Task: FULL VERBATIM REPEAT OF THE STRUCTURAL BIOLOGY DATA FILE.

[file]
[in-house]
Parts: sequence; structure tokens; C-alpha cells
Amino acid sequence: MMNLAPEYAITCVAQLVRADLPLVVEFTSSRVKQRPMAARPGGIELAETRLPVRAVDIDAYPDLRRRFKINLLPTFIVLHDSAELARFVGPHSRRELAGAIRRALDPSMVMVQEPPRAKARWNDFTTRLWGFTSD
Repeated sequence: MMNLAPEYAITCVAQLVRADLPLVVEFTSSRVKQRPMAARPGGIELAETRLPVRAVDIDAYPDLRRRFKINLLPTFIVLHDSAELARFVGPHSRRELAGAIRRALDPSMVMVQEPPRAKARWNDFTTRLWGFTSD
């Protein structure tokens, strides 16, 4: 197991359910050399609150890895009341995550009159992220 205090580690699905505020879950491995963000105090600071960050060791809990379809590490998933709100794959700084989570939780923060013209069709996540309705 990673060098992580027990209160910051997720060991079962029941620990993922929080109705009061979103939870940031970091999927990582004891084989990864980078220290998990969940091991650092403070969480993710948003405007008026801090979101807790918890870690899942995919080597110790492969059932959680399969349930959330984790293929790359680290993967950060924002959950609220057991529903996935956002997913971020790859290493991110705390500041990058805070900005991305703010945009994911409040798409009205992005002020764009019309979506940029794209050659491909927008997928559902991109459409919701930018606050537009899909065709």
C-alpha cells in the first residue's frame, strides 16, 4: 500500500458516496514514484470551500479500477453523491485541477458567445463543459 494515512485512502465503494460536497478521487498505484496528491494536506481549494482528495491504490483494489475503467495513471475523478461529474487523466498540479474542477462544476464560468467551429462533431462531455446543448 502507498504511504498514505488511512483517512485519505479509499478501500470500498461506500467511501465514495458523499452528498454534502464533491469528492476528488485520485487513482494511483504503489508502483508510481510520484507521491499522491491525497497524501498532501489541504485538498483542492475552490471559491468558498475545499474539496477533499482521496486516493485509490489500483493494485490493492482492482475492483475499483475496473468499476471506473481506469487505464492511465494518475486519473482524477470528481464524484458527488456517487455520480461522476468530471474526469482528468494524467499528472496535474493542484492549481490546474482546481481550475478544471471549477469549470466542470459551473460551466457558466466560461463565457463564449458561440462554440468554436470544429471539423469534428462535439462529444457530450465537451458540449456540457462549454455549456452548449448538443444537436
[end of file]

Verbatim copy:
[in-house]
Parts: sequence; structure tokens; C-alpha cells
Amino acid sequence: MMNLAPEYAITCVAQLVRADLPLVVEFTSSRVKQRPMAARPGGIELAETRLPVRAVDIDAYPDLRRRFKINLLPTFIVLHDSAELARFVGPHSRRELAGAIRRALDPSMVMVQEPPRAKARWNDFTTRLWGFTSD
Repeated sequence: MMNLAPEYAITCVAQLVRADLPLVVEFTSSRVKQRPMAARPGGIELAETRLPVRAVDIDAYPDLRRRFKINLLPTFIVLHDSAELARFVGPHSRRELAGAIRRALDPSMVMVQEPPRAKARWNDFTTRLWGFTSD
């Protein structure tokens, strides 16, 4: 197991359910050399609150890895009341995550009159992220 205090580690699905505020879950491995963000105090600071960050060791809990379809590490998933709100794959700084989570939780923060013209069709996540309705 990673060098992580027990209160910051997720060991079962029941620990993922929080109705009061979103939870940031970091999927990582004891084989990864980078220290998990969940091991650092403070969480993710948003405007008026801090979101807790918890870690899942995919080597110790492969059932959680399969349930959330984790293929790359680290993967950060924002959950609220057991529903996935956002997913971020790859290493991110705390500041990058805070900005991305703010945009994911409040798409009205992005002020764009019309979506940029794209050659491909927008997928559902991109459409919701930018606050537009899909065709």
C-alpha cells in the first residue's frame, strides 16, 4: 500500500458516496514514484470551500479500477453523491485541477458567445463543459 494515512485512502465503494460536497478521487498505484496528491494536506481549494482528495491504490483494489475503467495513471475523478461529474487523466498540479474542477462544476464560468467551429462533431462531455446543448 502507498504511504498514505488511512483517512485519505479509499478501500470500498461506500467511501465514495458523499452528498454534502464533491469528492476528488485520485487513482494511483504503489508502483508510481510520484507521491499522491491525497497524501498532501489541504485538498483542492475552490471559491468558498475545499474539496477533499482521496486516493485509490489500483493494485490493492482492482475492483475499483475496473468499476471506473481506469487505464492511465494518475486519473482524477470528481464524484458527488456517487455520480461522476468530471474526469482528468494524467499528472496535474493542484492549481490546474482546481481550475478544471471549477469549470466542470459551473460551466457558466466560461463565457463564449458561440462554440468554436470544429471539423469534428462535439462529444457530450465537451458540449456540457462549454455549456452548449448538443444537436